The Unicode Standard and ISO

Philippe Verdy via Unicode unicode at
Fri Jun 8 13:45:26 CDT 2018

2018-06-08 19:41 GMT+02:00 Richard Wordingham via Unicode <
unicode at>:

> On Fri, 8 Jun 2018 13:40:21 +0200
> Mark Davis ☕️ <mark at> wrote:
> > Mark
> >
> > On Fri, Jun 8, 2018 at 10:06 AM, Richard Wordingham via Unicode <
> > unicode at> wrote:
> >
> > > On Fri, 8 Jun 2018 05:32:51 +0200 (CEST)
> > > Marcel Schneider via Unicode <unicode at> wrote:
> > >
> > > > Thank you for confirming. All witnesses concur to invalidate the
> > > > statement about uniqueness of ISO/IEC 10646 ‐ Unicode synchrony. —
> > > > After being invented in its actual form, sorting was standardized
> > > > simultaneously in ISO/IEC 14651 and in Unicode Collation
> > > > Algorithm, the latter including practice‐oriented extra
> > > > features.
> > >
> > > The UCA contains features essential for respecting canonical
> > > equivalence.  ICU works hard to avoid the extra effort involved,
> > > apparently even going to the extreme of implicitly declaring that
> > > Vietnamese is not a human language.
> > A bit over the top, eh?​
> Then remove the "no known language" from the bug list, or declare that
> you don't know SE Asian languages.
> The root problem is that the UCA cannot handle syllable by syllable
> comparisons; if the UCA could handle that, the correct collation of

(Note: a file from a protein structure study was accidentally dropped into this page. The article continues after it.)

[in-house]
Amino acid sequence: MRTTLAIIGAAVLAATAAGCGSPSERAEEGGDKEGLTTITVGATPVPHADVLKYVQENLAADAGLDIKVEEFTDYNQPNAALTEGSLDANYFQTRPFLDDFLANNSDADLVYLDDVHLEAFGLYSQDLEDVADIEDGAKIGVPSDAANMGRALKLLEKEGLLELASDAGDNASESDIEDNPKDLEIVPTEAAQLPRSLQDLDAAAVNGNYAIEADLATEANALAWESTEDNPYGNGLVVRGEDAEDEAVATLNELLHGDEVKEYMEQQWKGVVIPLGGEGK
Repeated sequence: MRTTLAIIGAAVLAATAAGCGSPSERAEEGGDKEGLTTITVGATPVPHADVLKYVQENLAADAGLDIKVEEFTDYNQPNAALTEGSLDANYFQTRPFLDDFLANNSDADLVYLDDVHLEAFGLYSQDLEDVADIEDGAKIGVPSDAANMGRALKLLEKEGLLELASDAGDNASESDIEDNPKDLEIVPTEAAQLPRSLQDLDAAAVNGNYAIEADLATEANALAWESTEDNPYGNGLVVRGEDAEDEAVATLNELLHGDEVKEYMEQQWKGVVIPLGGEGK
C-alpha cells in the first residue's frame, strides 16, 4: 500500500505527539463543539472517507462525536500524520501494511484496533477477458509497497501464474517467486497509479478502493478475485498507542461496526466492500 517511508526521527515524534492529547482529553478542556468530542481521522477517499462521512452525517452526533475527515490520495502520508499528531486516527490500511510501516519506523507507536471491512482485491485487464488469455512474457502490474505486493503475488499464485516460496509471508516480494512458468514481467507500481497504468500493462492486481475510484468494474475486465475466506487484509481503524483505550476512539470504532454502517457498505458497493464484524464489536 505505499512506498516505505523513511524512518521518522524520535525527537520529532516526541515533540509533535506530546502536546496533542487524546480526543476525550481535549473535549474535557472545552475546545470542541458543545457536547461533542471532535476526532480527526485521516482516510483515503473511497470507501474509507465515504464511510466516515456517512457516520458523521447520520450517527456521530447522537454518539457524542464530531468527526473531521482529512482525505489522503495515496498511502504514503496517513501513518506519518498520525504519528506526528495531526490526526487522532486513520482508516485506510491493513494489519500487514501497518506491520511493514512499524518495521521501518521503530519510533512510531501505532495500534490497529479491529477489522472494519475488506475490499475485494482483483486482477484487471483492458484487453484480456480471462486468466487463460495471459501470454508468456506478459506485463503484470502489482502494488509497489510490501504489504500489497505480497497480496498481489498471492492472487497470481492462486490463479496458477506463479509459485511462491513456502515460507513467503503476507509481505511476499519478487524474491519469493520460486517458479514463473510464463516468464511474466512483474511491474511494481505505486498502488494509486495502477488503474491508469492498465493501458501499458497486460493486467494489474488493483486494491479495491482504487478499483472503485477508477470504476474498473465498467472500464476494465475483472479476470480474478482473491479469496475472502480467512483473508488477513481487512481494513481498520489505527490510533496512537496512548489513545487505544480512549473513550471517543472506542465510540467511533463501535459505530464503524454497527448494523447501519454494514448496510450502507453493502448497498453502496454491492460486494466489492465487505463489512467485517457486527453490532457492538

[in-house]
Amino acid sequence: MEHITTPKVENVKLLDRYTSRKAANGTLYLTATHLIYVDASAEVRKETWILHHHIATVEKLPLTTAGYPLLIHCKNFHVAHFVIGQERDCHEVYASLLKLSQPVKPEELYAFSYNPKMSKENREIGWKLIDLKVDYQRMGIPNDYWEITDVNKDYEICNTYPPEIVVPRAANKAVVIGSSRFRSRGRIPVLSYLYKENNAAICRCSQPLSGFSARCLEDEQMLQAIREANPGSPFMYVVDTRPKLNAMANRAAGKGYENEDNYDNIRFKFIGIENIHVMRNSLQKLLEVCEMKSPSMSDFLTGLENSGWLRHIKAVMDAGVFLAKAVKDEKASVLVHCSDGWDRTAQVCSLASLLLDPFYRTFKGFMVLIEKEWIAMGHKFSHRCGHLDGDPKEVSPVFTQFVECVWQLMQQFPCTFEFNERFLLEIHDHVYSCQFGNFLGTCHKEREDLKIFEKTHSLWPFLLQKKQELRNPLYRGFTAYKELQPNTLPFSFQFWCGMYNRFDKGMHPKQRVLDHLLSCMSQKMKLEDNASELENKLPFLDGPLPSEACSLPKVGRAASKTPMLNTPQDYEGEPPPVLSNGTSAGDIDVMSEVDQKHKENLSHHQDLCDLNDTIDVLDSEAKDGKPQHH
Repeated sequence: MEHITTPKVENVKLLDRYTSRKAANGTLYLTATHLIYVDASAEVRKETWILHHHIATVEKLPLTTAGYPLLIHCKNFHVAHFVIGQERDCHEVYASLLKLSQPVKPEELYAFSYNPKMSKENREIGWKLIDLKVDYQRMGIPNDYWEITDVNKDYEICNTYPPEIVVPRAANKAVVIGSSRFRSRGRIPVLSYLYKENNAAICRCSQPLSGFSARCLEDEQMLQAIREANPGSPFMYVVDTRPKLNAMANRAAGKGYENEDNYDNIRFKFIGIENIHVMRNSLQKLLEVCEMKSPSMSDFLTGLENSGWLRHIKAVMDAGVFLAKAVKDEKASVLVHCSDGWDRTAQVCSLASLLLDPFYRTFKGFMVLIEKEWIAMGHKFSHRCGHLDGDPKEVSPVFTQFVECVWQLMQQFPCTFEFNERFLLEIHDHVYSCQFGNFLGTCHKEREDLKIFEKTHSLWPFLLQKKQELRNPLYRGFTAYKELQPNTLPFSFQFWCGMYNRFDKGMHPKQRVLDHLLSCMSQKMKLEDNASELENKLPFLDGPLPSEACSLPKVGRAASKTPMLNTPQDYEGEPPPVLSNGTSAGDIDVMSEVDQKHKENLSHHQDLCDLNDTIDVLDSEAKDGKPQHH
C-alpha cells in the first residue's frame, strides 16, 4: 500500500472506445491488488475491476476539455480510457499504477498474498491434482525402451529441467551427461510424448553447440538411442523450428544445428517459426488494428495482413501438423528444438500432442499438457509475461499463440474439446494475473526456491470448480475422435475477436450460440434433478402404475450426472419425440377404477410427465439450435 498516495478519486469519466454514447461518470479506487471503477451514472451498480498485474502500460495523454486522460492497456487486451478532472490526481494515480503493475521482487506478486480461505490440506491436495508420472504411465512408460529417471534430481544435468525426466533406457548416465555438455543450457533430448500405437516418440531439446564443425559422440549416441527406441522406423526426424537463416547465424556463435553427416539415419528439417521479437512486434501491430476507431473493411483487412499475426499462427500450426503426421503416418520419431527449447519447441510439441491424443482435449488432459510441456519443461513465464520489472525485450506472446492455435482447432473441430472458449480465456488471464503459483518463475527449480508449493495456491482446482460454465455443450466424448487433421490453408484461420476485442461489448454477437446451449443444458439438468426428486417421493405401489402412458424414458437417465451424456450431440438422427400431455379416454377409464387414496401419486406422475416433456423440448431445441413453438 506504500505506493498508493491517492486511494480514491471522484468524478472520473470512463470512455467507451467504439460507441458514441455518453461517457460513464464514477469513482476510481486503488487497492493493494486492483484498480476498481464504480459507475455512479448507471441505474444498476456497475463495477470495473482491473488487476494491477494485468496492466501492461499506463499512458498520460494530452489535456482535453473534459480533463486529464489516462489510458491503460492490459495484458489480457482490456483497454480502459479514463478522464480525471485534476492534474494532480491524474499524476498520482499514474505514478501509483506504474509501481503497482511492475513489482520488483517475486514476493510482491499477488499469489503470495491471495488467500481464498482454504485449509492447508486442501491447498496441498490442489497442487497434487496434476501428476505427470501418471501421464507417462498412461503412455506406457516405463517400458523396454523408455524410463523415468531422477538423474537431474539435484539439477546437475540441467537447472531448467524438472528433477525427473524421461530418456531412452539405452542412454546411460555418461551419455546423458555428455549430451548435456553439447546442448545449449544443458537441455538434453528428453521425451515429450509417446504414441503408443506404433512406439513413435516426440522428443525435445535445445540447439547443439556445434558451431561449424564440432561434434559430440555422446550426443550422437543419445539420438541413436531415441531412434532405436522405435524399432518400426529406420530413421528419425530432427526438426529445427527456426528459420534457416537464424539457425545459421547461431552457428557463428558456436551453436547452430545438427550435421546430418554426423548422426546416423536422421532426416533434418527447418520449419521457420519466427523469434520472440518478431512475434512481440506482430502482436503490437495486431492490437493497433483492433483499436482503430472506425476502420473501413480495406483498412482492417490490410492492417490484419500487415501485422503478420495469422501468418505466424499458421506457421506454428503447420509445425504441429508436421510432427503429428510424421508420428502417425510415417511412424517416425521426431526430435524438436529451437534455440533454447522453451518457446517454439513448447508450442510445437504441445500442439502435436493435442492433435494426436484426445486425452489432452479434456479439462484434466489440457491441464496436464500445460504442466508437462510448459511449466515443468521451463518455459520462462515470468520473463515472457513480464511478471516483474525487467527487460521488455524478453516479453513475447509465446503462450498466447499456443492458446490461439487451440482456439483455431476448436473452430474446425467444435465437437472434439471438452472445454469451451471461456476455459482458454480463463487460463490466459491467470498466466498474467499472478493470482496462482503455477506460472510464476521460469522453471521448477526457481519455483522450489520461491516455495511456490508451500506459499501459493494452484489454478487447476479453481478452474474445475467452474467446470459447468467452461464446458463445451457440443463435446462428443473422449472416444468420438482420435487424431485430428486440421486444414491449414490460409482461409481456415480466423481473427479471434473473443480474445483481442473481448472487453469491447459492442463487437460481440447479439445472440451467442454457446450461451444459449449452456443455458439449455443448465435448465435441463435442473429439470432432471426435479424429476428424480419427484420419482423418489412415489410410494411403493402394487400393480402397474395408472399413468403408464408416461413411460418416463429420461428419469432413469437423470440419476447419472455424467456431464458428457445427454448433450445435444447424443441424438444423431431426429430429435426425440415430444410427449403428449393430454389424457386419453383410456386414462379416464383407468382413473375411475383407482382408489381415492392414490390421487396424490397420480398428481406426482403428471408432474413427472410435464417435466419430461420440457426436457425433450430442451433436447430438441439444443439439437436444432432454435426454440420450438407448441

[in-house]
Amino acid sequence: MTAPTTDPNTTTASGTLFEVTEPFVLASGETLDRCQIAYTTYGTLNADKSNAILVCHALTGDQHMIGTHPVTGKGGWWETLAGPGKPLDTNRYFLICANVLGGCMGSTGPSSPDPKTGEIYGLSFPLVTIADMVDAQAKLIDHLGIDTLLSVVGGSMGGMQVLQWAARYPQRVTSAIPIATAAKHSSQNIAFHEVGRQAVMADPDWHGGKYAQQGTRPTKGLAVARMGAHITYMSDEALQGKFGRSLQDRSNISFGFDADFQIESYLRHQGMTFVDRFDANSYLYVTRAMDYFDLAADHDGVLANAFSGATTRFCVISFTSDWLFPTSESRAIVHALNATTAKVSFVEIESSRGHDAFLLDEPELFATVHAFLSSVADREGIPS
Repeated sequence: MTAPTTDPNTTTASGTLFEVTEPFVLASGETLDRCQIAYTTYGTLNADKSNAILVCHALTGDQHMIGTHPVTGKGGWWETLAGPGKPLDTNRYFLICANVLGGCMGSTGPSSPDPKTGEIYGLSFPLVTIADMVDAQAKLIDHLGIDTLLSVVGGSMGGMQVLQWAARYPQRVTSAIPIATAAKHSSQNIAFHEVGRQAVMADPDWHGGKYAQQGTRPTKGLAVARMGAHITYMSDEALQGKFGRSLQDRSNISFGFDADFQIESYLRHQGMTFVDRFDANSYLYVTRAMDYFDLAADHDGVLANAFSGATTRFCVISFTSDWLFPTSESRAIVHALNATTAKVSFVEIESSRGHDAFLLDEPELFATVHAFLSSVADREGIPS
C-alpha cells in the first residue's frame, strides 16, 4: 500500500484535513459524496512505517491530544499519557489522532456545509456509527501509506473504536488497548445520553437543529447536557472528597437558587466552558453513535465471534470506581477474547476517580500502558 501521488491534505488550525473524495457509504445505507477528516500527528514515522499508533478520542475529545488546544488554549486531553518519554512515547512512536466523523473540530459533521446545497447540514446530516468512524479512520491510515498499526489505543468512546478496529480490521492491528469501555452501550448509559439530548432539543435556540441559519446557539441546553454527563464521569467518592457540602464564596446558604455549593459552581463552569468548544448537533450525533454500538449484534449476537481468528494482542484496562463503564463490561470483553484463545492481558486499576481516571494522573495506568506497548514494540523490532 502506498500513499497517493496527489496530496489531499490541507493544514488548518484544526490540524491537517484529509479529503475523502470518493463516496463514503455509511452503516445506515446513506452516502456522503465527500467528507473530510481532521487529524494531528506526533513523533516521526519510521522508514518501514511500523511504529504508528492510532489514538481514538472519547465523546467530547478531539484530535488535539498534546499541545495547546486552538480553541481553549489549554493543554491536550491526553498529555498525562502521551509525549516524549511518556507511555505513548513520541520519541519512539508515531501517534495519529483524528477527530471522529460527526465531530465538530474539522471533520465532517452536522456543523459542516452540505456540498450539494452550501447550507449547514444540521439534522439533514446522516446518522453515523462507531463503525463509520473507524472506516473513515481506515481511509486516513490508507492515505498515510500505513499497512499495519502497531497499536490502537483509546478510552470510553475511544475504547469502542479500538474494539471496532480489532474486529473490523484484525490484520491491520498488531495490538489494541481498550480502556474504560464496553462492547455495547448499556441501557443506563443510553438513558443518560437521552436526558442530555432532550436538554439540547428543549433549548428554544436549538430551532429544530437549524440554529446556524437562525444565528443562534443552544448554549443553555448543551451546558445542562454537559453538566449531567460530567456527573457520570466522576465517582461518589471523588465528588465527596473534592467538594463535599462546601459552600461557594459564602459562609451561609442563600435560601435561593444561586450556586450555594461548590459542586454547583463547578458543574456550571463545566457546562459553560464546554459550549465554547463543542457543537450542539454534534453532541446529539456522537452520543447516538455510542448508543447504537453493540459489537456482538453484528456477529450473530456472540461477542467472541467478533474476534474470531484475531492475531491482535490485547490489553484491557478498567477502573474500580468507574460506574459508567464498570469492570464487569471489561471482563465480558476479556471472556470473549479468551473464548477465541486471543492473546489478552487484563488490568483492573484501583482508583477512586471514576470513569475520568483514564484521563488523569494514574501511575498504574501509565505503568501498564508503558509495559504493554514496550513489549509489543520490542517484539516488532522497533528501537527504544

> unambiguous true Lao would become simple.  The CLDR algorithm provides
> just enough memory to make Lao collation possible; however, ICU isn't
> fast enough to load a collation from customisation - it takes hours!
> One could probably do better if one added suffix contractions, but
> adding that capability might be nightmare.

The way tailoring is designed in CLDR using only data used by a generic
algorithm, and not custom algorithm is not the only way to collate Lao. You
can perectly add new custom algorithm promitives that will use new
collation data rules that can be inserted as "hooks" in UCA (which provides
several points at which it is possible, but UCA just makes these hooks act
as "no-op".

You can be much faster is you create a specific library for Lao, that would
still be able to process the basic collation rules and then make more
advanced inferences based on larger cluster boundaries than just those
considered in the standard basic UCA, so it is perfectly possible to extend
it to cover more complex Lao syllables and various specific quirks (such as
hyphenation in the middle of clusters, as seen in some Indic scripts using
left matras).

Not everything has to be specified by UCA itself notably if it's specific
to a script (or sometimes only a single locale, i.e. a specific combination
of a script, language, orthographic convention, and stylistic convention
for some kinds of documents or presentations).
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